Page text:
In The Spring Of 2001 Kits Miller Purchased A House In Van Zandt County To Use As Re 865976

In the spring of 2001, Kits-miller purchased a house in Van Zandt County to use as rental property. In mid-June, he hired B & H Shaw Company, Inc. (“B & H”) to install a replacement septic tank in the back yard. The septic tank was located about two or three feet from a concrete stoop at the back door of the garage. B & H mounded dirt over the septic tank and the lateral lines going out from it upon completion. Sometime after B & H installed the septic tank, Kits-miller smoothed out the mounds of dirt over the septic tank and lateral lines using the box blade on his tractor. Kits-miller then leased the property to Moore and his wife on July 27. Kits-miller testified that he viewed the back yard about a week or ten days prior to leasing the property to the Moors and stated that the dirt around the septic system looked firm

On August 7, the Moors moved in. On August 11, Moore and his wife went into the back yard for the first time and as he stepped off the stoop, he was unable to see the ground and could only see his wife and the bag of trash in his left arm. His wife testified that the ground looked flat. Moore testified that he had only taken a few steps off the stoop when his left leg sank into a hole, causing him to fall forward into his wife. As he tried to steady himself with his right foot, it hung and then sank, causing him to fall backward on his head and back. Moore testified that the injury to his back required surgery and affected his ability to earn a living.

Moore fi led suit against Kits-miller and B & H. He sought damages for past and future pain and suffering, past and future mental anguish, past and future physical impairment, and past and future loss of earning capacity. In their answers to Moore’s suit, both Kits miller and B & H pleaded the affirmative defense of contributory negligence. During the jury trial, Moore testified Kits miller should have notified him where the septic tank and lateral lines were located and that the dirt should have remained mounded over the tank and lines. Martin, an on-site septic tank complaint investigator for both the Texas Commission on Environmental Quality and Van Zandt County, testified that dirt should have been mounded over the septic tank and lateral lines, so that when the dirt settled, there would be no holes in the ground around the septic tank or lateral lines. The jury determined that (1) both Kits miller and Moore were negligent, but B & H was not; (2) Kits miller was 51 percent negligent and Moore was 49 percent negligent; and (3) Moore was entitled to $210,000.00 in damages. On September 29, 2004, the trial court entered a judgment in favor of Moore and against Kits miller in the amount of $210,000.00 plus interest and costs. The trial court entered a modified final judgment on November 1, 2004, awarding Moore $107,100.00 plus interest and costs based upon Moore’s contributory negligence. Moore appealed all issues involving his contributory negligence.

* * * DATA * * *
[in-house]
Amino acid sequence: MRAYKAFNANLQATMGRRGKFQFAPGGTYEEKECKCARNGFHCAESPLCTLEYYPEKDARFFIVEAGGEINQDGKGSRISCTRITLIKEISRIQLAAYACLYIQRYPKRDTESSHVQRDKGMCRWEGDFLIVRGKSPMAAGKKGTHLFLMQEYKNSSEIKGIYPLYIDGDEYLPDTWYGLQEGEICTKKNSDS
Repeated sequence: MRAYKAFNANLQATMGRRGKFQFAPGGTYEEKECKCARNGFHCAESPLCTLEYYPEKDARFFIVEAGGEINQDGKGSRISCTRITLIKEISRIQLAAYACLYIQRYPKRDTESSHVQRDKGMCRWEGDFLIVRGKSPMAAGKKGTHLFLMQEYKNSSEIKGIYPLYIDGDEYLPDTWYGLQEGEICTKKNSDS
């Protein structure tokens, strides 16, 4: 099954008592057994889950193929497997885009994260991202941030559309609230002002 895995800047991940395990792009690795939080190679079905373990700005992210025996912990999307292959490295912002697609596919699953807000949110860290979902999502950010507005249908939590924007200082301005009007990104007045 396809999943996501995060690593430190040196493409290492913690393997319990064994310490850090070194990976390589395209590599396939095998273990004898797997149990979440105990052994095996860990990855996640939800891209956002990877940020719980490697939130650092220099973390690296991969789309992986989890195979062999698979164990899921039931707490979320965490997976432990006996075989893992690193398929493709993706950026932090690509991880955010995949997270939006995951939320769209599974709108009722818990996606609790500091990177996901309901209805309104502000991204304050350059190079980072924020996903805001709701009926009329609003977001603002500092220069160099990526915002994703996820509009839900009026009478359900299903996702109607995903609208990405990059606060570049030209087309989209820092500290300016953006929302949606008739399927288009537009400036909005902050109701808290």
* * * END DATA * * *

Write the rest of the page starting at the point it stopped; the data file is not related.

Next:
DECISION The judgment of the trial court is affirmed.

OPINION Contributory negligence contemplates an injured person’s failure to use ordinary care regarding his or her own safety. This affirmative defense requires proof that the plaintiff was negligent and that the plaintiff’s negligence proximately caused his or her injuries. Negligence requires proof of proximate cause. Proximate cause requires proof of both cause in fact and foreseeability. The test for cause in fact is whether the negligent act or omission was a substantial factor in bringing about an injury without which the harm would not have occurred. Foreseeability requires that a person of ordinary intelligence should have anticipated the danger created by a negligent act or omission.

Because comparative responsibility involves measuring the party’s comparative fault in causing the plaintiff’s injuries, it requires a preliminary finding that the plaintiff was in fact contributorily negligent. The standards and tests for determining contributory negligence ordinarily are the same as those for determining negligence. The burden of proof on the whole case is on the plaintiff. However, the burden of proof is on the defendant to prove the defense contributory negligence by a preponderance of the evidence

The trier of fact may draw reasonable and logical inferences from the evidence. It is within the province of the jury to draw one reasonable inference from the evidence although another inference could have been made

Moore testified that when he stepped off the stoop into the back yard for the first time on August 11, 2001, he could only see his wife and the plastic bag of trash he was carrying in his left hand. The jury was allowed to draw an inference from this evidence that Moore was not watching where he was walking. An individual must keep a proper lookout where he is walking, and a jury is allowed to make a reasonable inference that failure to do so was the proximate cause of his injuries. It was reasonable for the jury to make an inference from Moore’s testimony that his failure to keep a proper lookout where he was walking contributed to the occurrence

Moore contends that the only reasonable inference the jury could have made was that, even if he had been watching where he was walking, he would not have been able to avoid stepping in the holes because they were not visible to the naked eye. The jury could have made that inference, but chose not to do so. Thus the jury made a reasonable inference from the evidence in finding Moore contributory negligent

INTERPRETATION Where both the plaintiff and defendant are negligent, under comparative negligence the law apportions damages between the parties in proportion to the degree of fault or negligence found against them.

CRITICAL THINKING QUESTION Is it fair that the plaintiff recovers damages despite being contributory negligent? Explain